Depending on the game, if I don't find anything interesting within about an hour I'll drop it and move on. Sometimes I'll give it more time, depending on how long the game is supposed to be; I don't expect a 50 hour game to pull out all the best stuff in the first hour. One way I look at it is this: if the developers didn't bother making the beginning of the game fun, then why should I bother playing more it and wait for it to supposedly "start being fun." I gave up on The Last of Us after about an hour and a half because, to be blunt, I thought it was terrible. The combat was broken, the stealth was trial and error (I hate trial and error based gameplay) and I was accurately guessing everything that was going to happen in the story. After dropping it, I did a quick look online to see what the rest of the story was to see if I was missing anything and I decided that the rest of the game sounded about as predictable and poor as the beginning. Once in a while I'll push myself to keep going and see if a game gets better and once in a while I'm rewarded. Last year I almost wrote off the new Devil May Cry after the first five missions, but I kept playing and I enjoyed it a lot; I don't think it was incredible, but I'm glad I went through it. Same with Final Fantasy XIII, the first time I played it I quit after about 4 and a half hours. Over a year later I tried it again and after slogging through those first few hours, the game actually started to not suck and while overall I think the game was just average, it had some damn good moments; including what I think is one of the best endings in the entire franchise. But most of the time I don't feel bad about "giving up" because I also look at it like this: why waste time with a game I'm not enjoying when I could either go back to another game I like more, or try something I might enjoy?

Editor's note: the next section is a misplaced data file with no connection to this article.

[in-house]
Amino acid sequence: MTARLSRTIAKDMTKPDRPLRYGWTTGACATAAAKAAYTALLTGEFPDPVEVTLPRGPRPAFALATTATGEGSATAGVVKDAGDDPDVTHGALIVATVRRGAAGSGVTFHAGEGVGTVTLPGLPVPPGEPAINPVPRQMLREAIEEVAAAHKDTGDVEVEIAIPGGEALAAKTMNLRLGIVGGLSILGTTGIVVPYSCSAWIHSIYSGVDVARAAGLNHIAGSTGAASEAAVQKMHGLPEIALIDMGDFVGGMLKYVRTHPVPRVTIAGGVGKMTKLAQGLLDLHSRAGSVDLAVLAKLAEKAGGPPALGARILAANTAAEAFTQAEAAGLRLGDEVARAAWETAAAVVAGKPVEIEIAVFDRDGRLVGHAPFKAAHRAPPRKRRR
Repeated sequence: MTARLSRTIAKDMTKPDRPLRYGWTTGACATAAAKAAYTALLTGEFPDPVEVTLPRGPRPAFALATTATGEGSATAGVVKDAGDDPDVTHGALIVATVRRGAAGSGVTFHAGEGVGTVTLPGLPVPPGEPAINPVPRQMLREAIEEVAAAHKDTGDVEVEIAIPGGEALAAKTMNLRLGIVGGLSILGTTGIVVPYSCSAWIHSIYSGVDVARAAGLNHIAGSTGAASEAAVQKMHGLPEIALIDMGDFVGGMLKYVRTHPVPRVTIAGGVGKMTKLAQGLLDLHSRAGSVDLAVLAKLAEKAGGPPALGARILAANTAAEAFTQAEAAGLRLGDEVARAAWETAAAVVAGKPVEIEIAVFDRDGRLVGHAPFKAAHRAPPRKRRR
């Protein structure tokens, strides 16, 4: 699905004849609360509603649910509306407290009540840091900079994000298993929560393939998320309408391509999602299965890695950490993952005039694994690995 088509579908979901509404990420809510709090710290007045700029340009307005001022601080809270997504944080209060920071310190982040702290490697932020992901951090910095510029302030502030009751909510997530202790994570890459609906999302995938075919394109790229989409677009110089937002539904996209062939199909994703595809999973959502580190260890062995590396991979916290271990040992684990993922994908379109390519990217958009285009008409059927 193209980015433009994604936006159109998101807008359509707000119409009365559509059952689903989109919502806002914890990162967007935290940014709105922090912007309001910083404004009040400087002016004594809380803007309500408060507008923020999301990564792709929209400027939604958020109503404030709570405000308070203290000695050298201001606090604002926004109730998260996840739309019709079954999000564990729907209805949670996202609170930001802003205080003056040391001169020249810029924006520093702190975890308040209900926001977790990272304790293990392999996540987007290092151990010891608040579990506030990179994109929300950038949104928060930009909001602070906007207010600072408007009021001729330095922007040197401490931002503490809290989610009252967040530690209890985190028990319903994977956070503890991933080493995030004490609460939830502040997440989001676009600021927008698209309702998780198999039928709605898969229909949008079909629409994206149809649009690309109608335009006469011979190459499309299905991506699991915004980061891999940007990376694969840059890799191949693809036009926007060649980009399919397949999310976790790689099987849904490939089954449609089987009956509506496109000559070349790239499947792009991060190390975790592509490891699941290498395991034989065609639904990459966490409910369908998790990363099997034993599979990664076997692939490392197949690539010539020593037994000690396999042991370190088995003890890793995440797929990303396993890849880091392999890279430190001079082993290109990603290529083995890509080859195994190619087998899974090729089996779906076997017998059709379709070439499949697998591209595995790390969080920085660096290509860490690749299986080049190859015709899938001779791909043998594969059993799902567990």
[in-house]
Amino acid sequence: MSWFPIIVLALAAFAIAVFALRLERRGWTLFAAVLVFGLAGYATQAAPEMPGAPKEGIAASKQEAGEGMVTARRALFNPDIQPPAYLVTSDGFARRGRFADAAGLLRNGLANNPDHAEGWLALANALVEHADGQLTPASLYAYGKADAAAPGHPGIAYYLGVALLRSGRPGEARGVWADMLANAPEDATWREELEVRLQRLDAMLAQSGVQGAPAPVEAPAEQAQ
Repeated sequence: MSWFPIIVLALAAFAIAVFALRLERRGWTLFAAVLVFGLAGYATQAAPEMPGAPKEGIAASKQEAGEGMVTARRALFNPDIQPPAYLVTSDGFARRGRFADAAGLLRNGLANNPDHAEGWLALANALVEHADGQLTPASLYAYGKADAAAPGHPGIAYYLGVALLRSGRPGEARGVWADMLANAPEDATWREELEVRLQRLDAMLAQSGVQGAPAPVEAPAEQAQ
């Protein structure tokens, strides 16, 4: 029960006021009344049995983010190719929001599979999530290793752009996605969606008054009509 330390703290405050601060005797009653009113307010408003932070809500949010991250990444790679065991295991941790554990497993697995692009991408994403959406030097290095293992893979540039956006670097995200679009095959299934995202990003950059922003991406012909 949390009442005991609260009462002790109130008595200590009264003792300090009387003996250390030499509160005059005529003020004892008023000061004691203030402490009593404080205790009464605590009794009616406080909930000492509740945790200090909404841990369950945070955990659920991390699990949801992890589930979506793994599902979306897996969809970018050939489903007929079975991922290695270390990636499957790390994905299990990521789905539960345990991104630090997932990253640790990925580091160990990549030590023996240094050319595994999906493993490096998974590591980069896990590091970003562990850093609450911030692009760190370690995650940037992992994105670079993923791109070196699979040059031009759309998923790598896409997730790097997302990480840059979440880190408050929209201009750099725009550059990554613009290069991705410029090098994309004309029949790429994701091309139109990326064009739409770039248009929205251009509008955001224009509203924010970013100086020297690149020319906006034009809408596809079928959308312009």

• db1331 - January 31, 2014 1:48 p.m.

    BioShock Infinite and Spirit Tracks are the only two games I've ever finished even though I wasn't having fun. I think I just did it based on their pedigree, and maybe the need to find out exactly what all those glowing reviews were talking about. I also finished the campaign for the first Black Ops, even though it was terrible. I guessed the plot extremely early on, and finished it to prove I was right. I had been limping through Ni No Kuni, putting in about 18 hours over the course of a few months, before I received The Last of Us for Xmas. I beat that in a couple weeks, and am currently playing through it again on Survivor mode. I'm not sure I'll even have the desire to ever pop Ni No Kuni back in my PS3. Too many minor aggravations, and despite my approaching the 20 hour mark, it still feels like I'm playing the tutorial.
  • Chong03 - January 30, 2014 9:01 p.m.

    This article is smart and well written and I quit within the first 2 hours of Dishonored, not feeling it. I have had a small urge to pick it off my shelf, but always decide against it. Maybe some day.
  • DrXela - August 20, 2014 6:23 p.m.

    I'm exactly the same. About two hours in, just got bored and the stealth seemed a bit too full on. Keep thinking about picking it up, but I just can't make myself do it.
  • Daidictus - January 30, 2014 6:05 p.m.